But GDP data – the usual gauge of recessions – is a lagging measure. This means an economy can be in the grip of a recession before the data officially confirms it. To combat this lag, economic forecasters often use more immediate data as a proxy for GDP numbers. Examples include job figures, nonfarm payrolls, the Purchasing Managers’ Index which shows economic trends in manufacturing and the service sector – or composites of these indicators.

Conventional tools to forecast recessions include Markov switching models which try to attach a probability to whether an economy is in a recession or an expansion, as well as the probability of transitioning from an expansion into a recession and vice versa.

Quants and economists also use dynamic factor models, which assume that the co-movement in a large number of time series can be explained by a small number of unobserved common factors. One of these latent factors is the business cycle.

Using machine learning for forecasting recessions, though, has been found lacking in different ways. In some approaches, the predictive power of the AI’s forecasts wasn’t strong enough. In others, models with the potential to illuminate the intricate relationships between markets and recession indicators have been too hard to interpret.

BNPPAM employed a clustering algorithm designed for handling large datasets, known as Birch, or balanced iterative reducing and clustering using hierarchies.

The quant group opted for an unsupervised approach, allowing the algorithm to autonomously identify regimes without specifying the types to look for. They fed the algorithm typical macro time series related to recessions, such as employment, interest rates, real estate data, inflation, and equity and bond valuations. The goal was to identify patterns across these variables during different regimes from the 1970s to the present.

“We let the machine learning [model] decide whether there’s a regime or not. Then, what we wanted was for the machine learning to find out in a totally unsupervised way whether asset prices have specific behaviour in these regimes,” Carvalho says.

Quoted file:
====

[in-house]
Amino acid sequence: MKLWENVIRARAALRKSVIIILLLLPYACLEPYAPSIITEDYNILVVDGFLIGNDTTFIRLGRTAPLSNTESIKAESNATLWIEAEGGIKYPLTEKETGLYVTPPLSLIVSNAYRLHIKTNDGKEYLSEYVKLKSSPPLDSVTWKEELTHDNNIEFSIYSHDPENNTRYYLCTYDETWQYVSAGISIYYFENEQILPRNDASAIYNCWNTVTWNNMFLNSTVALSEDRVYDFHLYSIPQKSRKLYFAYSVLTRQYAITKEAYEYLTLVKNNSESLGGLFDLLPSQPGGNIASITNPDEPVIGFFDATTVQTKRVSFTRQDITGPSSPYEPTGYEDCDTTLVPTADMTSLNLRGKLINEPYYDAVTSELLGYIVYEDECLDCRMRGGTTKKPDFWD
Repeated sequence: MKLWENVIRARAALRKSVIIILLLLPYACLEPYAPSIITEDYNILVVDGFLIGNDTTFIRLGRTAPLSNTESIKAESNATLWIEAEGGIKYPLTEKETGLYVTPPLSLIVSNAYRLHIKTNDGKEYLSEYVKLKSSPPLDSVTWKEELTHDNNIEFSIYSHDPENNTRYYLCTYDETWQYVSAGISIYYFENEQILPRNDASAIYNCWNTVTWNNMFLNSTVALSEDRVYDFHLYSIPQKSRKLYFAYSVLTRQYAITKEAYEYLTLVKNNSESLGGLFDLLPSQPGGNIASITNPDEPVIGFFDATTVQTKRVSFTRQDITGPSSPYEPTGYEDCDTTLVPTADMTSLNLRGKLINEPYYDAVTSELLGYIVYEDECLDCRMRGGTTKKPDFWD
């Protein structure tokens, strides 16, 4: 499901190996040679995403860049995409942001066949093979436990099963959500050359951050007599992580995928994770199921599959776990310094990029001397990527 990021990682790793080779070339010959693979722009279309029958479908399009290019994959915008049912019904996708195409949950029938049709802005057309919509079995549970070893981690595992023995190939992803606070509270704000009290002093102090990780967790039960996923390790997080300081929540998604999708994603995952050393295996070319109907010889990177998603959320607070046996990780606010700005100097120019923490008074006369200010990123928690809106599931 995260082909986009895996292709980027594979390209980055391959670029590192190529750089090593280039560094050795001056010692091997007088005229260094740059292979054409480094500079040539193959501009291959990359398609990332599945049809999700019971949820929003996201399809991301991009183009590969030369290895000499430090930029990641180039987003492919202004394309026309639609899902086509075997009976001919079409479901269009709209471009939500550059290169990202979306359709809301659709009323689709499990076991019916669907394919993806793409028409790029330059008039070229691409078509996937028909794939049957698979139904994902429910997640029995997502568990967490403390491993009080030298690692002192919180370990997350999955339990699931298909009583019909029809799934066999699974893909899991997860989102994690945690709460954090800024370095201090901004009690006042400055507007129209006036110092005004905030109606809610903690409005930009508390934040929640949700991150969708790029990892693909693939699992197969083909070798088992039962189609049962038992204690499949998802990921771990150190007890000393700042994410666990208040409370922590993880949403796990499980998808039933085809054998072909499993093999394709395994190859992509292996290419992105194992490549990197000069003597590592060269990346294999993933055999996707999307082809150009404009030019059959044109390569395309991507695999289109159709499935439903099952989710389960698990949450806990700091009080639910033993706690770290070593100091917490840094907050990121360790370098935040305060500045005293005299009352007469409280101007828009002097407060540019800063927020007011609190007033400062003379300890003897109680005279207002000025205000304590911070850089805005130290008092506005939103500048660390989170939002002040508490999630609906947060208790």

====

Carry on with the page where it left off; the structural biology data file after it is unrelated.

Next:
The machine successfully identified regimes, recognising common periods where certain time series exhibited similar trends, such as inflation rising and equity valuations being cheap. But disappointingly, there was no correlation between the regimes identified by the machine and asset performance. Furthermore, Carvalho notes, the dates of the regimes identified by the algorithm failed to coincide with actual recession dates.

Deep thinking

Franklin Templeton, meanwhile, has looked at deep learning to better analyse the web of factors that contribute to recessions. Deep learning is the branch of machine learning that aims to mimic the workings of the human brain. However, Gokhman says the black-box nature of current AI algorithms limits their use.

The firm starts with the assumption that there are certain indicators to predict a recession, but their relative importance for each business cycle varies. A relatively simple machine learning model adjusts the weight of each indicator based on what the model perceives as most relevant for this particular point in history.

In this kind of approach, the machine learning process is looking for patterns relative to historical data. It works by changing the coefficients of formulas defined by quants when building the model, as their relationship to the predictive outcome evolves over time.